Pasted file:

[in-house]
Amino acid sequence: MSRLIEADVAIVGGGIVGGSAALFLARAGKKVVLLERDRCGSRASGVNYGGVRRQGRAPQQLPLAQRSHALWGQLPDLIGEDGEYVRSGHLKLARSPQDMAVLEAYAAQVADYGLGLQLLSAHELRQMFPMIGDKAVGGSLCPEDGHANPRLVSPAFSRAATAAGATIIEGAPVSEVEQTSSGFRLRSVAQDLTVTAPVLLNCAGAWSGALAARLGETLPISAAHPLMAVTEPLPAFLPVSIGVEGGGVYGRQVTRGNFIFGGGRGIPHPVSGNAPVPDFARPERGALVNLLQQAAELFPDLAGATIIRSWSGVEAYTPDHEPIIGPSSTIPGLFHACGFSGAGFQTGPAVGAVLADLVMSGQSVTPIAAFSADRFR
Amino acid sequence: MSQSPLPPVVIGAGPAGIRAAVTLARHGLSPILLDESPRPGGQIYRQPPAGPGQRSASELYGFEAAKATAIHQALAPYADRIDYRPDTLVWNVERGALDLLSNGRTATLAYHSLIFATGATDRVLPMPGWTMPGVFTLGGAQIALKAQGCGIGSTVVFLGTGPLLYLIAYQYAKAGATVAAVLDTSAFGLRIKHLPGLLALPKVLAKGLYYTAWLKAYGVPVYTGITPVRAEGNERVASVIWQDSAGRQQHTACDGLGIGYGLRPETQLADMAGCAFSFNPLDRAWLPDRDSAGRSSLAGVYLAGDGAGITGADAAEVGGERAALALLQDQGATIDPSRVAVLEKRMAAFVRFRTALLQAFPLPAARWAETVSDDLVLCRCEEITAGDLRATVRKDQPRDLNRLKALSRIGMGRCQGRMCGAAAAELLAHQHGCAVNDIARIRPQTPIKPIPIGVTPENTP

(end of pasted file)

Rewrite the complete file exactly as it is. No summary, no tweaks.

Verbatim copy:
[in-house]
Amino acid sequence: MSRLIEADVAIVGGGIVGGSAALFLARAGKKVVLLERDRCGSRASGVNYGGVRRQGRAPQQLPLAQRSHALWGQLPDLIGEDGEYVRSGHLKLARSPQDMAVLEAYAAQVADYGLGLQLLSAHELRQMFPMIGDKAVGGSLCPEDGHANPRLVSPAFSRAATAAGATIIEGAPVSEVEQTSSGFRLRSVAQDLTVTAPVLLNCAGAWSGALAARLGETLPISAAHPLMAVTEPLPAFLPVSIGVEGGGVYGRQVTRGNFIFGGGRGIPHPVSGNAPVPDFARPERGALVNLLQQAAELFPDLAGATIIRSWSGVEAYTPDHEPIIGPSSTIPGLFHACGFSGAGFQTGPAVGAVLADLVMSGQSVTPIAAFSADRFR
Amino acid sequence: MSQSPLPPVVIGAGPAGIRAAVTLARHGLSPILLDESPRPGGQIYRQPPAGPGQRSASELYGFEAAKATAIHQALAPYADRIDYRPDTLVWNVERGALDLLSNGRTATLAYHSLIFATGATDRVLPMPGWTMPGVFTLGGAQIALKAQGCGIGSTVVFLGTGPLLYLIAYQYAKAGATVAAVLDTSAFGLRIKHLPGLLALPKVLAKGLYYTAWLKAYGVPVYTGITPVRAEGNERVASVIWQDSAGRQQHTACDGLGIGYGLRPETQLADMAGCAFSFNPLDRAWLPDRDSAGRSSLAGVYLAGDGAGITGADAAEVGGERAALALLQDQGATIDPSRVAVLEKRMAAFVRFRTALLQAFPLPAARWAETVSDDLVLCRCEEITAGDLRATVRKDQPRDLNRLKALSRIGMGRCQGRMCGAAAAELLAHQHGCAVNDIARIRPQTPIKPIPIGVTPENTP